Precepts – The Foundation of the System of Reiki

Bronwen and Frans StieneArticles, English 4 Comments

Reiki Precepts Frans Stiene 6

As you know, the Reiki Precepts are one of five elements of the system of Reiki.

A precept, however, is NOT an affirmation. There has been confusion about their use since great books like Louise Hay’s ‘You Can Heal Your Life’, which includes affirmation work, became popular.

Affirmation work has certain guidelines and usages that are unrelated to precepts (such as the use of the term ‘do not’). Perhaps these simple definitions below will help clarify their differences for you.

Definition of precept (on-line dictionary): A rule or principle prescribing a particular course of action or conduct.
Definition of affirmation (on-line dictionary): Something declared to be true; a positive statement or judgment.

Precepts have been used as guidelines for conduct for centuries in many spiritual and religious practices. The popularity of affirmations should not cloud the benefits or strengths of working with precepts.

So, now that you know what a precept is, let’s look at their usage. Interestingly the precepts, apart from being one of the five major elements of the system of Reiki, are also its foundation.
In essence the precepts are the key to the other four elements. These elements are meditations, hands on healing, symbols/mantras and the reiju (attunement). If a practitioner looks deep enough within each of these elements the precepts can be found.

Without the precepts the whole system would fall apart.

Let’s look at one example in the Japanese system of Reiki, the technique of kenyoku ho. The literal translation of kenyoku ho is ‘dry bathing’. Bathing in Japan is seen as a form of purification often called misogi. This type of purification focuses on cleansing our negative thought patterns like fear, worry and anger.

When we perform kenyoku ho we begin to feel clearer and more open to receive whatever we require.

This technique is often practiced by a practitioner before and after a hands-on healing session. Don’t be mistaken, it is not performed to protect the practitioner, or clear away any ‘negative’ energy that may have been picked up from the client. (As an aside… what is negative anyway?) Kenyoku ho is performed instead to help you become more open and grounded.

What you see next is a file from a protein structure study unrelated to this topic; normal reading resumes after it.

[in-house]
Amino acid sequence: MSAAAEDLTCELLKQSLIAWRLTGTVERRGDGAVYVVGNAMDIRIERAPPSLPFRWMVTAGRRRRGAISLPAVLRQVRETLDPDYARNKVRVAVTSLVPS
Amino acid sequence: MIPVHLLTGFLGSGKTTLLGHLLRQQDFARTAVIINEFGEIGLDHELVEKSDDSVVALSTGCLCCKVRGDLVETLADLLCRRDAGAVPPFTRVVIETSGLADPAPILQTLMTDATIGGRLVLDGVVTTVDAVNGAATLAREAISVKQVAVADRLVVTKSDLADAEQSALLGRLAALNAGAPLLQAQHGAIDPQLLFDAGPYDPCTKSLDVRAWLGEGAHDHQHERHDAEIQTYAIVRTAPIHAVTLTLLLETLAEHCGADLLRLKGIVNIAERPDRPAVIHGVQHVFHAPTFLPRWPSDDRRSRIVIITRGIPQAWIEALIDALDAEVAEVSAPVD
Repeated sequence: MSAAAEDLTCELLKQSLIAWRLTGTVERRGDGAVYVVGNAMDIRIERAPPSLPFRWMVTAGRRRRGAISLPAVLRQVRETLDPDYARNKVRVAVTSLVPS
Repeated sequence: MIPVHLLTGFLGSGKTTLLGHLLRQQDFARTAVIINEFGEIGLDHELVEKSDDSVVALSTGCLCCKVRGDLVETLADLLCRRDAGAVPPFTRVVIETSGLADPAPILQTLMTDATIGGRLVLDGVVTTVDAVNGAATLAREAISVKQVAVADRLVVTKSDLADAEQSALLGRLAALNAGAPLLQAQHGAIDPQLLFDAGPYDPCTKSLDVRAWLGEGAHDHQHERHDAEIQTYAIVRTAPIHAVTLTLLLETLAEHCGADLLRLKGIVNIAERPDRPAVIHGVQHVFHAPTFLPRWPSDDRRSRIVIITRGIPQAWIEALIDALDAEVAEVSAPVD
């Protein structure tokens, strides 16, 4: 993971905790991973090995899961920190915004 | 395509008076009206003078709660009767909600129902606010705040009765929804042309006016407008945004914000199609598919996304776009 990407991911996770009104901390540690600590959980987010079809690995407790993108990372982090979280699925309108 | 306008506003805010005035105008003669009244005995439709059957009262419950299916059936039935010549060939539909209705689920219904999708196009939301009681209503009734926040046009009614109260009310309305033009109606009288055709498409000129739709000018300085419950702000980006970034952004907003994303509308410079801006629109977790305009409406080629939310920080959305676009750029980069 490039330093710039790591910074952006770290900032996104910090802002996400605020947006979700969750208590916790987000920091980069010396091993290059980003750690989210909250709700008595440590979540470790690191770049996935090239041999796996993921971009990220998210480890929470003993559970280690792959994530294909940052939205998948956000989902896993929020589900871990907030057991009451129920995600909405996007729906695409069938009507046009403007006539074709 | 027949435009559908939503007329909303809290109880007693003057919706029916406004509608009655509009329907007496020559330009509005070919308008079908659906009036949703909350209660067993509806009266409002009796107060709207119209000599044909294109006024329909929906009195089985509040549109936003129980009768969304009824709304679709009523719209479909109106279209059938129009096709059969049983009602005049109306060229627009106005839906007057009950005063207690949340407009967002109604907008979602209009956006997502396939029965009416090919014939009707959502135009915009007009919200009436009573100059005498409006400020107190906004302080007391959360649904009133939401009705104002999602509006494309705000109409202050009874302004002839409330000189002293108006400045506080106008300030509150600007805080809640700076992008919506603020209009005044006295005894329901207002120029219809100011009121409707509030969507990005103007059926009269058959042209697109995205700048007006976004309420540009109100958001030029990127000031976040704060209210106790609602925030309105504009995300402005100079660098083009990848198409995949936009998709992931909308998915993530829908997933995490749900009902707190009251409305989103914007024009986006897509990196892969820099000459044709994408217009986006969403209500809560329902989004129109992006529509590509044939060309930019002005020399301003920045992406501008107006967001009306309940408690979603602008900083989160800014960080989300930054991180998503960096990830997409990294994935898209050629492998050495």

When feeling more open and grounded, fear and worry disappear. And if that is the case, then there is no need for protection – the need to protect oneself is only ever performed out of fear and worry.

So at the base of kenyoku ho is the precept – Do not worry.

Each element and practice within the system of Reiki has at its base the precepts, and if we take away the base a complete and effective system will no longer exist.

Thus it is of utmost importance for Reiki practitioners and teachers to understand the precepts and lay them at the foundation of their teachings.

Comments 4

  1. Avatar of Sonia

    I have to admit; my mind feels most focused with full attention and reverence, when I’m doing the precepts. I pause between each one solidifying my intentions. It’s very peaceful and Spirit filled for me. I also feel I’m able to maintain a fair amount of attentiveness when I’m doing Joshin Kokyu Ho and Seishin Toitsu.  I’m working on my meditation practice fervently, but I struggle quieting the chattering voice in my head. Any advice for my lack of focus during meditation? I welcome all suggestions. Thanks.

  2. Avatar of Frans Stiene

    Hi Sonia,

    That is always hard and takes time.

    Most important is to realize that the thoughts do not matter but what matter is how we cling to them. We will always have thought but in meditation we try not to cling to them or follow them.

    So in one way, let the thoughts come, don’t judge them as good or bad, don’t try to stop them, just accept them and don’t follow them.

    Hope this helps.

  3. Avatar of karen
    1. Avatar of Frans Stiene

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